Now, if he boxes out on Barnes and gets a couple of those rebounds and Cleveland wins Game 5? Then we’re giving James not only the MVP trophy, but a parade, a “Sportsman of the Year” cover, a couple of states and his choice of skyscrapers. But just as he missed the shot in Game 1, he was flawed at the end of Game 5. We are not expecting perfection from the man. But if you’re going to flip traditional Finals protocol and give him the MVP award while dissing the Warriors, you’d better make damned sure he is entirely deserving of the award and that you’re not just staring at his mesmerizing stat lines.
Before boarding the flight home, James left us with two snapshots. First he sulked on the court, then he switched into Big Bad Wolf, self-aggrandizement mode. He told us he was confident because he’s simply the best player in the world. Then he said of the series, “We’ve got enough to win it. We protect home, we come [to Oracle on Friday]. We’ll worry about Tuesday first. But if we protect home like we’re capable of doing, we force a Game 7.”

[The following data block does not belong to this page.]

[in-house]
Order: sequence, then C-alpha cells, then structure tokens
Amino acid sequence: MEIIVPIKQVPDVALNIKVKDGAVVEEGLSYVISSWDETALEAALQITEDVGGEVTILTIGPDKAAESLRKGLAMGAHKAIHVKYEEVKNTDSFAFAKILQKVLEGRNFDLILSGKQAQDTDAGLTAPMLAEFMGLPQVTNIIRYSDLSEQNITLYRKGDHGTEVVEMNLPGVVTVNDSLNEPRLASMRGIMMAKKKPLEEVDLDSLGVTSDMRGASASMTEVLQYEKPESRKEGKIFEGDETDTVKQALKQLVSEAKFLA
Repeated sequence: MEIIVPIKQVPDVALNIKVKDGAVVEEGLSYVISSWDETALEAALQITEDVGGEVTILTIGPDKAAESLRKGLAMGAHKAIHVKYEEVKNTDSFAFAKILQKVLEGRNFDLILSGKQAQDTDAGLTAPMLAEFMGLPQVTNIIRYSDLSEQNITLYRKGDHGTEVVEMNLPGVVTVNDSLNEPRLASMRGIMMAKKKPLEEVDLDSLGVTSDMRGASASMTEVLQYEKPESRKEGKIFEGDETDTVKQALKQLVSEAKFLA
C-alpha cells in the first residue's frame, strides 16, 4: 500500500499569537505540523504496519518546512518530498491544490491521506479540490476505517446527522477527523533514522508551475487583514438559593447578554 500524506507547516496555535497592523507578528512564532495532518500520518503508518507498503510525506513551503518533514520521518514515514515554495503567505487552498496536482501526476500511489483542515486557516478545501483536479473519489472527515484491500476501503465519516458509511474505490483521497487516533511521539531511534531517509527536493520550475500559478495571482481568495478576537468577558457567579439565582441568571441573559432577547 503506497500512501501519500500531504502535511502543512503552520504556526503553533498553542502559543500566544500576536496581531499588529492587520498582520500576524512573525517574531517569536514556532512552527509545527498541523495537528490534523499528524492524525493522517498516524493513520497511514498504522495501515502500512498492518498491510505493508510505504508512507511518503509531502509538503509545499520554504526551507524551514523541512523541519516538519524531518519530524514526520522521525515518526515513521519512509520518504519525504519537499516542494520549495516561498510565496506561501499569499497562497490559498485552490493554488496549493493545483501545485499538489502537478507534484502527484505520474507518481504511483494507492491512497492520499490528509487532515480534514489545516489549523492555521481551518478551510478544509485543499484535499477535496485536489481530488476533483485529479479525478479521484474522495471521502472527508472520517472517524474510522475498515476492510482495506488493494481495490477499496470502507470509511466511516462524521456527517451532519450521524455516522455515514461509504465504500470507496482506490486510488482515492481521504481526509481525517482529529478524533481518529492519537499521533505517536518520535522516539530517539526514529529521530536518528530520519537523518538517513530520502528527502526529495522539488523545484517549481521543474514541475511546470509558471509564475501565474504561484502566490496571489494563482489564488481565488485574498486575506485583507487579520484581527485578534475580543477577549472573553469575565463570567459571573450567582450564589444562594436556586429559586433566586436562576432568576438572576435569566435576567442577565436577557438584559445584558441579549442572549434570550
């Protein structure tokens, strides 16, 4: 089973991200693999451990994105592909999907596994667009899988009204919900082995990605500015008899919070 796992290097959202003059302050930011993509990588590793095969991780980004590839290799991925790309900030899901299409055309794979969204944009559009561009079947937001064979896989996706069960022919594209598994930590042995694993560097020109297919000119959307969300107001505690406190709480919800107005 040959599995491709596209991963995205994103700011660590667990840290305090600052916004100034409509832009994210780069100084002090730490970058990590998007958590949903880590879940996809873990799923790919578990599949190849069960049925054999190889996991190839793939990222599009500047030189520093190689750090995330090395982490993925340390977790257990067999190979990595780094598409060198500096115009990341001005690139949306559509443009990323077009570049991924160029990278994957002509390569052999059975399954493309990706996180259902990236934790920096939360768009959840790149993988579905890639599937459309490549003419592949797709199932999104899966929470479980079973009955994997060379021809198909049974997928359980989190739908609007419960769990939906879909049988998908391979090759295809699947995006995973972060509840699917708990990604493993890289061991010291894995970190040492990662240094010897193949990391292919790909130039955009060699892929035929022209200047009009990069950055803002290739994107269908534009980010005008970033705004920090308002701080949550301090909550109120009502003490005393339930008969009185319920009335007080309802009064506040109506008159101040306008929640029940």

The question is whether the Warriors can be rattled by such noise. One quick answer: They ran James and the Cavs out of the building in Game 4, the night James was bloodied and dazed after an Andrew Bogut cheap shot and accidentally flashed his penis to 18 million ABC viewers and countless droves on the Internet. The Warriors have established a precedent. Why not a reprise, with James and the Cavs facing the same one-day-off fatigue that led to the Game 4 rout?